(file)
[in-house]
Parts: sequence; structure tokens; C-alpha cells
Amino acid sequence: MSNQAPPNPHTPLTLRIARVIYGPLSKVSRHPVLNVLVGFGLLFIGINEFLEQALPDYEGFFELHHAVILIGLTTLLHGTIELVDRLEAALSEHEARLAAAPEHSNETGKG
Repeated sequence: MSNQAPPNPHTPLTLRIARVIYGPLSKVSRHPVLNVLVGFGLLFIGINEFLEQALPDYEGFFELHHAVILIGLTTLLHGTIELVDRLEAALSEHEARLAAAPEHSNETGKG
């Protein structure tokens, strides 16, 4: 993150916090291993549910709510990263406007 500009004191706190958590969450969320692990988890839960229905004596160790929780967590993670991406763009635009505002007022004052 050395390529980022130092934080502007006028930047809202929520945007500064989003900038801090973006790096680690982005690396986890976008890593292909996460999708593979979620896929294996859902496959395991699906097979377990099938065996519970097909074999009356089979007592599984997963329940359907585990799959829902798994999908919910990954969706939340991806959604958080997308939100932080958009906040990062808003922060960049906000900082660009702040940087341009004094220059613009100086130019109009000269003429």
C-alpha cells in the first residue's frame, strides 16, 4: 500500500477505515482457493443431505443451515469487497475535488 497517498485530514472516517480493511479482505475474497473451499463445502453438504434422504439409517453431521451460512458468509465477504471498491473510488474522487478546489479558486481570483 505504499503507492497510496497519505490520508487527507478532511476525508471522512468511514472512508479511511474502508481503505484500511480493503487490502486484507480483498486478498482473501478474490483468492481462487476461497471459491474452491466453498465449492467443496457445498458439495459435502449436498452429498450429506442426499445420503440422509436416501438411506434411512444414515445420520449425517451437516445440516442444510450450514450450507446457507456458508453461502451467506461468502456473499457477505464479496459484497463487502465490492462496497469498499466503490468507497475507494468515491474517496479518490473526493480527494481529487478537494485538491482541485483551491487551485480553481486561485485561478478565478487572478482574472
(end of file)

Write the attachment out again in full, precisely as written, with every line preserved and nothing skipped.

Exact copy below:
[in-house]
Parts: sequence; structure tokens; C-alpha cells
Amino acid sequence: MSNQAPPNPHTPLTLRIARVIYGPLSKVSRHPVLNVLVGFGLLFIGINEFLEQALPDYEGFFELHHAVILIGLTTLLHGTIELVDRLEAALSEHEARLAAAPEHSNETGKG
Repeated sequence: MSNQAPPNPHTPLTLRIARVIYGPLSKVSRHPVLNVLVGFGLLFIGINEFLEQALPDYEGFFELHHAVILIGLTTLLHGTIELVDRLEAALSEHEARLAAAPEHSNETGKG
């Protein structure tokens, strides 16, 4: 993150916090291993549910709510990263406007 500009004191706190958590969450969320692990988890839960229905004596160790929780967590993670991406763009635009505002007022004052 050395390529980022130092934080502007006028930047809202929520945007500064989003900038801090973006790096680690982005690396986890976008890593292909996460999708593979979620896929294996859902496959395991699906097979377990099938065996519970097909074999009356089979007592599984997963329940359907585990799959829902798994999908919910990954969706939340991806959604958080997308939100932080958009906040990062808003922060960049906000900082660009702040940087341009004094220059613009100086130019109009000269003429």
C-alpha cells in the first residue's frame, strides 16, 4: 500500500477505515482457493443431505443451515469487497475535488 497517498485530514472516517480493511479482505475474497473451499463445502453438504434422504439409517453431521451460512458468509465477504471498491473510488474522487478546489479558486481570483 505504499503507492497510496497519505490520508487527507478532511476525508471522512468511514472512508479511511474502508481503505484500511480493503487490502486484507480483498486478498482473501478474490483468492481462487476461497471459491474452491466453498465449492467443496457445498458439495459435502449436498452429498450429506442426499445420503440422509436416501438411506434411512444414515445420520449425517451437516445440516442444510450450514450450507446457507456458508453461502451467506461468502456473499457477505464479496459484497463487502465490492462496497469498499466503490468507497475507494468515491474517496479518490473526493480527494481529487478537494485538491482541485483551491487551485480553481486561485485561478478565478487572478482574472